Monday, 27 April 2020
https://www.theguardian.com/business/2020/apr/25/fracking-america-boom-founders-prices-demand-collapse-covid-19). The activity had been in a boom phase, briefly making that country a producer of more oil than either Russia or Saudi Arabia. Although things may well turn around relatively quickly, fracking may not return to its former levels in the US and the whole rationale of building a pipeline from Canada's tar sands to the Gulf of Mexico is thrown into doubt. As a side issue, the development of a fracking industry in the UK (already highly contentious) seems even less viable.
https://www.theguardian.com/environment/2020/apr/23/conservation-plans-help-boost-threatened-mammals-scientists-find?). Having said that, there are relatively few Mammalian species and almost everyone likes most of them (a little bit). It becomes more problematical for species lower down the food chain as they are much more numerous and some are positively disliked by substantial numbers of the human population. Only a few of the prettier ones get conservation support.
Sunday, 26 April 2020
https://www.theguardian.com/science/2020/apr/26/what-if-covid-19-isnt-our-biggest-threat). The question was posed 'What if Covid-19 isn't our biggest threat?' One such risk specialist noted that, as a species, we are pretty poor at responding to challenges to our species survival, except when we can see it happening (we are excellent at putting off doing anything positive, prior to that point). So, perhaps Covid-19 has come at a pretty good time in reminding us, without being too lethal for the species, of the dangers of pandemics in our highly-interconnected world? Sadly, the expert appears to believe that nuclear war and global warming are bigger threats to our species survival. So, what are the odds on our species surviving the next 100 years? He reckons we have a 1 in 6 chance of following the Dodo (i.e. the same odds as Russian roulette).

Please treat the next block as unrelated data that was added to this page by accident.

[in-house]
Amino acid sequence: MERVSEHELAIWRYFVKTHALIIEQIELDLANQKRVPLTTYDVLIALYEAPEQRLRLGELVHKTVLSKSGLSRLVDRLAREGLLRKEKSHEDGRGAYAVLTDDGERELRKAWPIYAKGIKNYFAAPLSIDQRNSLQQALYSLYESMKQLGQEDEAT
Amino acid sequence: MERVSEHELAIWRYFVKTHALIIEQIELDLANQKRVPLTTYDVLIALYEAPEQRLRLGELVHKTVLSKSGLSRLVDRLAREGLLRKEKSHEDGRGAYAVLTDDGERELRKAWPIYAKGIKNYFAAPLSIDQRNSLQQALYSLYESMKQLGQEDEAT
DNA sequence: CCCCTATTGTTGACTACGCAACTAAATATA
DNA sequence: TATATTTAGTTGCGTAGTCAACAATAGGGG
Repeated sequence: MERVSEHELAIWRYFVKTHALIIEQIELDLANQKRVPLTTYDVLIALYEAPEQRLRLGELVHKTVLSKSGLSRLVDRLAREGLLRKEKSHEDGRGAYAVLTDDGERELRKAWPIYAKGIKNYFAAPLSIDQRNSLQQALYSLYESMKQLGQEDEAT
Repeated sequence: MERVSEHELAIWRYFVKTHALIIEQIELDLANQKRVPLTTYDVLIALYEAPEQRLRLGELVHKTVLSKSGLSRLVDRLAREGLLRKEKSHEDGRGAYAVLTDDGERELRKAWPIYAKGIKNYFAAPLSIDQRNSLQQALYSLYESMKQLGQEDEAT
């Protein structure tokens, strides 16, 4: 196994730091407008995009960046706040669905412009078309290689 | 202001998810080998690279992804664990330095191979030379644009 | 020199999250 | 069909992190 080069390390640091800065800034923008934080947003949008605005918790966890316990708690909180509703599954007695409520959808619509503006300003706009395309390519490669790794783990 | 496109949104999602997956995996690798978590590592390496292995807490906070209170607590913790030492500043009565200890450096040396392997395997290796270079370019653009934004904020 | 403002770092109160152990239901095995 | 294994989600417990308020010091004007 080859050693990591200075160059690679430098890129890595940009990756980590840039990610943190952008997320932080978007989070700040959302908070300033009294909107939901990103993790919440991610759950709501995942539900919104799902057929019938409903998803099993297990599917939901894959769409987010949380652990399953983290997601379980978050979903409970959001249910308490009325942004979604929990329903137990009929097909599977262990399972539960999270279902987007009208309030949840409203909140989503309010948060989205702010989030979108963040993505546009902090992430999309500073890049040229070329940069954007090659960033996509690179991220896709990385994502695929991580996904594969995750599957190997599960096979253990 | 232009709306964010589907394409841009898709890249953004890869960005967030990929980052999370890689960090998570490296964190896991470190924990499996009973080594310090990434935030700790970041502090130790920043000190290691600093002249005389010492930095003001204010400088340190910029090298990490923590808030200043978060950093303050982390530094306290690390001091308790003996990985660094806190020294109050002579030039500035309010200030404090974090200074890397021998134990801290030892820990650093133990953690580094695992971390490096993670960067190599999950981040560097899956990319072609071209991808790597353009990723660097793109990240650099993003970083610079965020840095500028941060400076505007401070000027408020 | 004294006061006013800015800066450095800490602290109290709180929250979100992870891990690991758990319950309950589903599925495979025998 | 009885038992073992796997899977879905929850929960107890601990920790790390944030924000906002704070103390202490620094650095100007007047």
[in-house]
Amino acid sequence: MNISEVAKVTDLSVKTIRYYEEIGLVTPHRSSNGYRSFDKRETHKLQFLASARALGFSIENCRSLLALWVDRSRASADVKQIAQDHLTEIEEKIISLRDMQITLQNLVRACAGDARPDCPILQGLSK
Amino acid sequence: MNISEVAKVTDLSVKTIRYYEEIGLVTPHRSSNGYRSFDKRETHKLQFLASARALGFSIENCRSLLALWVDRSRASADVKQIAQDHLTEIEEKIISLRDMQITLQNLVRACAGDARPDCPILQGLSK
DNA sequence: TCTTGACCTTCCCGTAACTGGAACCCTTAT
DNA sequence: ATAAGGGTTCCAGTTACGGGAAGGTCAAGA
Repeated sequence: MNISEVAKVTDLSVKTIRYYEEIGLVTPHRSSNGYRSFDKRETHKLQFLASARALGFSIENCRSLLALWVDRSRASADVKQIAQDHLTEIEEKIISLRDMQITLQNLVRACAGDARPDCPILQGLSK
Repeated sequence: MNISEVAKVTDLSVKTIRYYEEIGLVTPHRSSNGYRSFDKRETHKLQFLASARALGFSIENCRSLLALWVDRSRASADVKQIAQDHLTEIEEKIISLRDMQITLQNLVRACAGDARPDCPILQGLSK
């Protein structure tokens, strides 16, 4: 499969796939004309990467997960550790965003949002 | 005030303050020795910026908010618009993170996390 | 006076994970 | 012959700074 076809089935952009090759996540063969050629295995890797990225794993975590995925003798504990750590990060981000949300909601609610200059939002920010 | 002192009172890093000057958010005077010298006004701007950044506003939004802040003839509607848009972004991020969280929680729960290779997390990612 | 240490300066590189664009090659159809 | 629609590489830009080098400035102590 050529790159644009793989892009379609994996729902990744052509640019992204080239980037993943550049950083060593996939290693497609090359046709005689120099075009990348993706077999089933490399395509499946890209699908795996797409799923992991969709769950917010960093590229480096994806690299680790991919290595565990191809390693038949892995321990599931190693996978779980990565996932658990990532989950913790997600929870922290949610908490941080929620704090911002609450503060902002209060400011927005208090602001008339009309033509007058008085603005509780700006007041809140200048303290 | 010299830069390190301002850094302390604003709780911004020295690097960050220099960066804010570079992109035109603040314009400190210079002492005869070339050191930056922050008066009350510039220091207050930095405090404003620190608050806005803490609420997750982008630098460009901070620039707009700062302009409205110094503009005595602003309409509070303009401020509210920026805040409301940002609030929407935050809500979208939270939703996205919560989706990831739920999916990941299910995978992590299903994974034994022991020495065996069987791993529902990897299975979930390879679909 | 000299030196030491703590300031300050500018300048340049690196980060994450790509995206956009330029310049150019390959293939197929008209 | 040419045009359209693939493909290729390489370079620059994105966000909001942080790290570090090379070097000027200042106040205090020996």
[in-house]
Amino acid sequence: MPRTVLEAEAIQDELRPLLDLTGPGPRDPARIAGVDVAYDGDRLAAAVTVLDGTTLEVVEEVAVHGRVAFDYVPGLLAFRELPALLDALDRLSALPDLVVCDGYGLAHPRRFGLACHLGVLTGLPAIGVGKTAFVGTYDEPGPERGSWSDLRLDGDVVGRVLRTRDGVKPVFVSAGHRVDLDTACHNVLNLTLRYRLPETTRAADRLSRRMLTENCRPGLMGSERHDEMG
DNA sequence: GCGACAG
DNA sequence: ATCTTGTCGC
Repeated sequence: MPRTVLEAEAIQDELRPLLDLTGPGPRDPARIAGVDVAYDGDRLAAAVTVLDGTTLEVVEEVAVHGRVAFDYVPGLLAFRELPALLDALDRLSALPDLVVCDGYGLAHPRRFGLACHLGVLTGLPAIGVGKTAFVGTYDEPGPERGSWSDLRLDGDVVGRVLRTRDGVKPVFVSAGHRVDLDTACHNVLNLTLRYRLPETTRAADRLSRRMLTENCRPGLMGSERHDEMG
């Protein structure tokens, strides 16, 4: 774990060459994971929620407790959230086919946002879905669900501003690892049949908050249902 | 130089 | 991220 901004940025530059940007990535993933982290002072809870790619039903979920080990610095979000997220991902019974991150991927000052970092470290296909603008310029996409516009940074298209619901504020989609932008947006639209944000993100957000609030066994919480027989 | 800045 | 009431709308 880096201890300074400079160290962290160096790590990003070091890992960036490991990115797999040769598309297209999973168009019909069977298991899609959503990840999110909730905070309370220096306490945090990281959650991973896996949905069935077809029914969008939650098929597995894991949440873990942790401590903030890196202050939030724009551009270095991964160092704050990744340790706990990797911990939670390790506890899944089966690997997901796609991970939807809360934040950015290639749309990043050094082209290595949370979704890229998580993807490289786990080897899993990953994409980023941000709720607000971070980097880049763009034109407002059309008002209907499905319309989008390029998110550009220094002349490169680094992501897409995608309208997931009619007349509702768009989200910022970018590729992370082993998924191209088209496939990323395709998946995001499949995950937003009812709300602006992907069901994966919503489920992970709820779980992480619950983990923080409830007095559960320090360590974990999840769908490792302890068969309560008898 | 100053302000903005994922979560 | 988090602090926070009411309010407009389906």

https://www.theguardian.com/environment/2020/apr/26/uk-first-wild-stork-chicks-hatch-centuries). Eggs have been laid and it is hoped that the first chicks to hatch for centuries in this country will emerge. One must caution, however, that eggs were laid last year but they did not hatch.
Saturday, 25 April 2020
https://www.theguardian.com/commentisfree/2020/apr/24/face-masks-mandatory-spread-coronavirus-government), making the case that the benefits are more for other people. The virus is passed on by droplets being released into the air, obviously in coughing and sneezing, but probably also in general talking and simply breathing. The mask (or other face coverings) can reduce this spread, limiting transmission of the pandemic. This is especially important because it is clearly evident that some people may contract the infection but be asymptomatic (but probably capable of passing on the virus). This is likely to be very important in locations (like the UK) where most people have not yet been tested for the virus. The author suggests that the UK's advice on face masks is illogical. The government's main concerns appear to be that 1.Wearing a face mask might make people show more risky behaviour (unproven but possible); 2. It reduces the supply of masks to vulnerable care workers (it's not that kind of mask!) and 3. No double blind, control studies on the benefits of mask wearing have been carried out (true but neither have approved strategies, like 'social distancing', been subjected to that degree of scientific rigour). I personally feel that simple face mask wearing would at least be helpful (like 'social distancing') in limiting the spread o the virus.